Keep in mind that not everyone is as familiar with Analtyics technology as you are. So highlight the most important dates and give the context why this is important.

Better case studies show evidence

This way the reader can see where the customer started and where the customer ended up with your help.

In addition, the photo credit can help the reader imagine exactly what you could do for them, which will make your case study much more powerful.

5. Discuss specific strategies in your case study

So you’ve doubled a website’s traffic or sales, haven’t you? How did you do it This is where you sell your products or services by simply indicating which ones you used and how they led to the desired result.

Don’t just say, “Our online marketing services have produced these results.” Instead, say something like, “A three-month social media campaign focusing on Facebook and YouTube and a five-month link building campaign increased the rankings, and brand awareness led to these results.”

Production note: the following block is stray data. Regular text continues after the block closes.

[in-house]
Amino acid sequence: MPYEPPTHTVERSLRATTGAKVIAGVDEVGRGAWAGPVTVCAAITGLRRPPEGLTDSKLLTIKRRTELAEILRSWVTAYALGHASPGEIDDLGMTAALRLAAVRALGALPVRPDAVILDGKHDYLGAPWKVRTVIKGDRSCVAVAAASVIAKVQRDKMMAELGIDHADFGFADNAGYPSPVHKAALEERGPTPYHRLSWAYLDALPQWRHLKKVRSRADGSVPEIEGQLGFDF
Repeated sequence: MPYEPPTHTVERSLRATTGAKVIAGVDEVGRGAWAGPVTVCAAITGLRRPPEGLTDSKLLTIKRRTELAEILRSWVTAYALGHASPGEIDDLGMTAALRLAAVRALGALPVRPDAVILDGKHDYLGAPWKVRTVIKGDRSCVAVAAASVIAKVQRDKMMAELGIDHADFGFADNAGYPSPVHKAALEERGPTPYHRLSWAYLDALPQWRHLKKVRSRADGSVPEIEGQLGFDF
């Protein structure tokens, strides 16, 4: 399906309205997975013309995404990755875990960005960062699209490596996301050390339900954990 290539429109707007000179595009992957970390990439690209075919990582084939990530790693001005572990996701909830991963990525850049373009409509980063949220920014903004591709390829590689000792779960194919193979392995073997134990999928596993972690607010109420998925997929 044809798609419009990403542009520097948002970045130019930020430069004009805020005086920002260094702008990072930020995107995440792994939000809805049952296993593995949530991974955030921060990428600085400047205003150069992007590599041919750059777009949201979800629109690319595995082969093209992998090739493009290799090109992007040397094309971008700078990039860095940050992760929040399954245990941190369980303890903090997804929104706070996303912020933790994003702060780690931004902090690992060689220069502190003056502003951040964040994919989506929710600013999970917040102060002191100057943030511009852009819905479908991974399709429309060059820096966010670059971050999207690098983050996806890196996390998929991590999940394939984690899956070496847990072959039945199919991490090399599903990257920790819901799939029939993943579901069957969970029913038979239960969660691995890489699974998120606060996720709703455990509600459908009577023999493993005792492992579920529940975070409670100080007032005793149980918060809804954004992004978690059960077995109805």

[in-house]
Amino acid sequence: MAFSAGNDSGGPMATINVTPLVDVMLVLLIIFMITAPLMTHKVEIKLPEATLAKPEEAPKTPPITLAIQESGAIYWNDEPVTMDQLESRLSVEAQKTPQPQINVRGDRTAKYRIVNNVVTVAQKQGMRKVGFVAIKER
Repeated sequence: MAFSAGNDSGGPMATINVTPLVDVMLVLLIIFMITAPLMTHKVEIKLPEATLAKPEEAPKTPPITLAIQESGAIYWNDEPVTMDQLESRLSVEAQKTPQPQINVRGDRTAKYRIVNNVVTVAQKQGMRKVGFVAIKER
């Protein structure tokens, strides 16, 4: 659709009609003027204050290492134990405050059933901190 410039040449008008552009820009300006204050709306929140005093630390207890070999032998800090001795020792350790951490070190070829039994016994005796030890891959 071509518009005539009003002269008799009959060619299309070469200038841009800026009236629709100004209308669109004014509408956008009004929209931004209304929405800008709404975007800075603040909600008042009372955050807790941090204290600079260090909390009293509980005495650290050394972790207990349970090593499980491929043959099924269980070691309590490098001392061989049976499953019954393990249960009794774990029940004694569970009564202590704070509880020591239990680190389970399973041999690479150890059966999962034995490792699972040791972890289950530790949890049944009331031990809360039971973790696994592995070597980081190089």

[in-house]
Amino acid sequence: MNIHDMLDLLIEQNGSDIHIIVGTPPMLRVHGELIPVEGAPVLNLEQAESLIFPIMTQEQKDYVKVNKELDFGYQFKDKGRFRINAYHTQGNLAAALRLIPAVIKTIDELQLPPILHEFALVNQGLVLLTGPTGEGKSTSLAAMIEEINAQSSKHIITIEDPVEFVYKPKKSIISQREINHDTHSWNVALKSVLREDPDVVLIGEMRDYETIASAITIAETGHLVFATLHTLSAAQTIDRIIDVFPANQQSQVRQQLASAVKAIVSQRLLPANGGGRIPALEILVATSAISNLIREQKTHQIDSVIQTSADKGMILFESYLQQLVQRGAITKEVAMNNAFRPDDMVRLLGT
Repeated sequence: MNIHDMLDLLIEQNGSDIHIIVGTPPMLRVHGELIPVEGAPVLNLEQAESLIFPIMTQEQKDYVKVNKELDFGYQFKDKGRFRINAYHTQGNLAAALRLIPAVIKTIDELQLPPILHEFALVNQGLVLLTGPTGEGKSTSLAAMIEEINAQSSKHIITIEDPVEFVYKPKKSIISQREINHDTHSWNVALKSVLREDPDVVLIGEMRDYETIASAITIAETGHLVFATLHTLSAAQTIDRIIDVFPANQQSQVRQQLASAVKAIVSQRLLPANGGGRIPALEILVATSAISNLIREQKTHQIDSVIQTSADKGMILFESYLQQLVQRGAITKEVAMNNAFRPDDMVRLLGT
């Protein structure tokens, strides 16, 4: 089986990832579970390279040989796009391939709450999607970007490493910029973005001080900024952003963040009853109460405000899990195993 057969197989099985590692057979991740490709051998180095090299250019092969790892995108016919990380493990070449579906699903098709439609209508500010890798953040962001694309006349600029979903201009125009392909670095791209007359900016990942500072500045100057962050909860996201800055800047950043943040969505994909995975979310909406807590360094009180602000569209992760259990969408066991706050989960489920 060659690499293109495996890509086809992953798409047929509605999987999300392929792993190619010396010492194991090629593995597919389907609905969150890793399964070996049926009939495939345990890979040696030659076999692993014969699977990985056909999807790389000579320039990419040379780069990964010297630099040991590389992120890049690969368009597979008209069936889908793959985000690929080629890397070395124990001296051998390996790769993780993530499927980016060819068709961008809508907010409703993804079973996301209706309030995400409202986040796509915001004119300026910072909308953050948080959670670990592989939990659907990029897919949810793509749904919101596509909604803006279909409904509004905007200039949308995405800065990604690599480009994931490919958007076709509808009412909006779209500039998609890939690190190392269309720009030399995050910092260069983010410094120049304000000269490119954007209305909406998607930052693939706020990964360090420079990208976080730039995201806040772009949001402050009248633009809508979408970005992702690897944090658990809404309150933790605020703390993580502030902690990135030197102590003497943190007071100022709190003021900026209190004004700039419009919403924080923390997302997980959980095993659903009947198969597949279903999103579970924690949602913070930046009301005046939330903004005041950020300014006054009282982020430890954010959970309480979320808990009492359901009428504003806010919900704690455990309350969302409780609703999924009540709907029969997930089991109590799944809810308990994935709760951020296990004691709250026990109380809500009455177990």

Don’t worry if you share your secrets – the goal is to establish your brand as an industry leader and you need to show that you know your stuff.

6. Try different types of contentts

Case studies do not have to be fitted into a story shape every time. Try different types of case studies such as: B. an interview format in which your customers answer the same questions as before, what they do, what needs they have, what goals they are pursuing and how you achieved them.

Quoting your client in their own words will make the case study even more meaningful for your ideal client than for telling the story.

Infographics, webinars, and even podcasts can also be used to highlight case studies. Don’t get stuck with the old text format – get creative and see what kind of content your users are reacting to.

Here is a case study example from Venngage showing how Vortex increased conversion using a brochure-style case study. (Note the results section where certain wins are highlighted.)